File Download

There are no files associated with this item.

  Links for fulltext
     (May Require Subscription)
Supplementary

Conference Paper: How have we treated pathological T1 (pT1) prostate cancer (CaP) in recent 10 years?

TitleHow have we treated pathological T1 (pT1) prostate cancer (CaP) in recent 10 years?
Authors
Issue Date2014
PublisherWiley-Blackwell Publishing Ltd. The Journal's web site is located at http://www.bjui.org/
Citation
Hong Kong Urological Association Annual Scientific Meeting, Hong Kong, 10 November 2013. In BJU International, 2014, v. 113 n. Suppl. S1, p. 8 How to Cite?
AbstractObjective: To review the treatment modality and outcome of patients with pT1 CaP. Patients & Methods: Data of transurethral resection of prostate (TURP) performed from April 2000 to December 2009 were reviewed. Pathological results of resected specimen were reviewed on electronic patient record (ePR) system and data of patients with pT1 CaP were retrieved. Kaplan-Meier model was used to compare survival. Results: During the period, 178 patients were diagnosed pT1 prostate cancer with median follow-up time of 57.5 months. Median age at TURP was 77 years old. 97 (54.5%) patients had pT1a CaP and 65 (36.5%) had pT1b CaP; extent of tumour involvement was not reported in 16 (9%) specimens. 9 (5.1%) patients underwent curative treatment – radical prostatectomy (RP) (2.2%) or radical radiotherapy (RT) (3.4%); 48 (27.5%) received palliative treatment – bilateral simple orchidectomy (BSO) (13.2%), anti-androgen monotherapy (10.7%) and luteinizing hormone receptor hormone antagonist (LHRHa) injection (3.4%); 5 (2.8%) patients had active surveillance (AS) and 111 (62.4%) decided for watchful waiting (WW). Most patients died of CaP-unrelated causes. The overall and disease-specific 5-year survival were 33% and 100% for RP, 42% and 83% for RT, 10% and 48% for BSO, 12% and 100% for anti-androgen monotherapy, 67% and 100% for LHRHa, 100% and 100% for AS, and 45% and 92% for WW, respectively. Conclusions: Most patients with pT1 CaP died of CaP-unrelated causes. Treatment plan should be discussed with patients with balance of survival benefit, benefit in improving quality of life and complications of treatment.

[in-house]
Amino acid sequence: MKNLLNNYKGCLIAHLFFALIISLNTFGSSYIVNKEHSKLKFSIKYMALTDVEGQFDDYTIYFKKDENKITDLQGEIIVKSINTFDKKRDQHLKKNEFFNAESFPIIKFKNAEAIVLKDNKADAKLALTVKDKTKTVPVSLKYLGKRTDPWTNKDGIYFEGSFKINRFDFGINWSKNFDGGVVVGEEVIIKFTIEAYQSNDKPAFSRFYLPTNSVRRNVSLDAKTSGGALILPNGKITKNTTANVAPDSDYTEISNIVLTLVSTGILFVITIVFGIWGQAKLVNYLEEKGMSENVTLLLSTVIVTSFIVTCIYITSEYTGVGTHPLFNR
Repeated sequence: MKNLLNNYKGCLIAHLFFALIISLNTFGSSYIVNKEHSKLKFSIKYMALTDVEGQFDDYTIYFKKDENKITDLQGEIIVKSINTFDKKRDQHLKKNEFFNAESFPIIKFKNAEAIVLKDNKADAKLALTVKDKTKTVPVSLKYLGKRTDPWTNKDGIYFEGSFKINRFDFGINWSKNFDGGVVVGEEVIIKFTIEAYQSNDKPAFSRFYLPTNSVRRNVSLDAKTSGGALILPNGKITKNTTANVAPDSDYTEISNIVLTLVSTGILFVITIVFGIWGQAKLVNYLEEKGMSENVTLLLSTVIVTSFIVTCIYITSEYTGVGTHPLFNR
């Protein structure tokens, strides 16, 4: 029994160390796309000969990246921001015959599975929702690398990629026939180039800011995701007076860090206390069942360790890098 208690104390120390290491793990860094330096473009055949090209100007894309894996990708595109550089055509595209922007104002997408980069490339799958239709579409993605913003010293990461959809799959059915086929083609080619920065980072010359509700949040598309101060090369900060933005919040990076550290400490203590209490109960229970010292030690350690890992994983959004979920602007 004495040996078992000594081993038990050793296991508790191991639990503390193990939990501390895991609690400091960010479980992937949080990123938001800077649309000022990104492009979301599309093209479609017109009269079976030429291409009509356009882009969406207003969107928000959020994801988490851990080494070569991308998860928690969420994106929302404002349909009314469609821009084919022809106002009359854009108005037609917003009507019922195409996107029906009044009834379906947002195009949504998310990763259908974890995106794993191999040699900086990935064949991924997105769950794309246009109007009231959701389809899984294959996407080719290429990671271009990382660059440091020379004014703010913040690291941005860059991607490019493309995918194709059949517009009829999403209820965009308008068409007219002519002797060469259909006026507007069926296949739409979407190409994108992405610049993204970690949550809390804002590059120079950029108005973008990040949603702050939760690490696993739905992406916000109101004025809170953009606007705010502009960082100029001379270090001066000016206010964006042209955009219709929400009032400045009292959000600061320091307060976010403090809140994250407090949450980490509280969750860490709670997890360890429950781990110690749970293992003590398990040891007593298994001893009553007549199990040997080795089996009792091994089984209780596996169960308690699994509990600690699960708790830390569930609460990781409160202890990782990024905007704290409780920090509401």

DescriptionOral Presentation
Persistent Identifierhttp://hdl.handle.net/10722/193962
ISSN
2015 Impact Factor: 4.387
2015 SCImago Journal Rankings: 2.009

 

DC FieldValueLanguage
dc.contributor.authorLai, TCTen_US
dc.contributor.authorTsu, HLJen_US
dc.contributor.authorNg, ATLen_US
dc.contributor.authorHo, KLen_US
dc.contributor.authorYiu, MKen_US
dc.date.accessioned2014-01-28T06:38:22Z-
dc.date.available2014-01-28T06:38:22Z-
dc.date.issued2014en_US
dc.identifier.citationHong Kong Urological Association Annual Scientific Meeting, Hong Kong, 10 November 2013. In BJU International, 2014, v. 113 n. Suppl. S1, p. 8en_US
dc.identifier.issn1464-4096-
dc.identifier.urihttp://hdl.handle.net/10722/193962-
dc.descriptionOral Presentation-
dc.description.abstractObjective: To review the treatment modality and outcome of patients with pT1 CaP. Patients & Methods: Data of transurethral resection of prostate (TURP) performed from April 2000 to December 2009 were reviewed. Pathological results of resected specimen were reviewed on electronic patient record (ePR) system and data of patients with pT1 CaP were retrieved. Kaplan-Meier model was used to compare survival. Results: During the period, 178 patients were diagnosed pT1 prostate cancer with median follow-up time of 57.5 months. Median age at TURP was 77 years old. 97 (54.5%) patients had pT1a CaP and 65 (36.5%) had pT1b CaP; extent of tumour involvement was not reported in 16 (9%) specimens. 9 (5.1%) patients underwent curative treatment – radical prostatectomy (RP) (2.2%) or radical radiotherapy (RT) (3.4%); 48 (27.5%) received palliative treatment – bilateral simple orchidectomy (BSO) (13.2%), anti-androgen monotherapy (10.7%) and luteinizing hormone receptor hormone antagonist (LHRHa) injection (3.4%); 5 (2.8%) patients had active surveillance (AS) and 111 (62.4%) decided for watchful waiting (WW). Most patients died of CaP-unrelated causes. The overall and disease-specific 5-year survival were 33% and 100% for RP, 42% and 83% for RT, 10% and 48% for BSO, 12% and 100% for anti-androgen monotherapy, 67% and 100% for LHRHa, 100% and 100% for AS, and 45% and 92% for WW, respectively. Conclusions: Most patients with pT1 CaP died of CaP-unrelated causes. Treatment plan should be discussed with patients with balance of survival benefit, benefit in improving quality of life and complications of treatment.-
dc.languageengen_US
dc.publisherWiley-Blackwell Publishing Ltd. The Journal's web site is located at http://www.bjui.org/-
dc.relation.ispartofBJU Internationalen_US
dc.rightsThe definitive version is available at www3.interscience.wiley.com-
dc.titleHow have we treated pathological T1 (pT1) prostate cancer (CaP) in recent 10 years?en_US
dc.typeConference_Paperen_US
dc.identifier.emailTsu, HLJ: jamestsu@hku.hken_US
dc.identifier.emailHo, KL: hkl218@hkucc.hku.hken_US
dc.identifier.emailYiu, MK: pmkyiu@hku.hken_US
dc.identifier.doi10.1111/bju.12606-
dc.identifier.hkuros227502en_US
dc.identifier.volume113-
dc.identifier.issueSuppl. S1-
dc.identifier.spage8-
dc.identifier.epage8-
dc.publisher.placeUnited Kingdom-

Export via OAI-PMH Interface in XML Formats


OR


Export to Other Non-XML Formats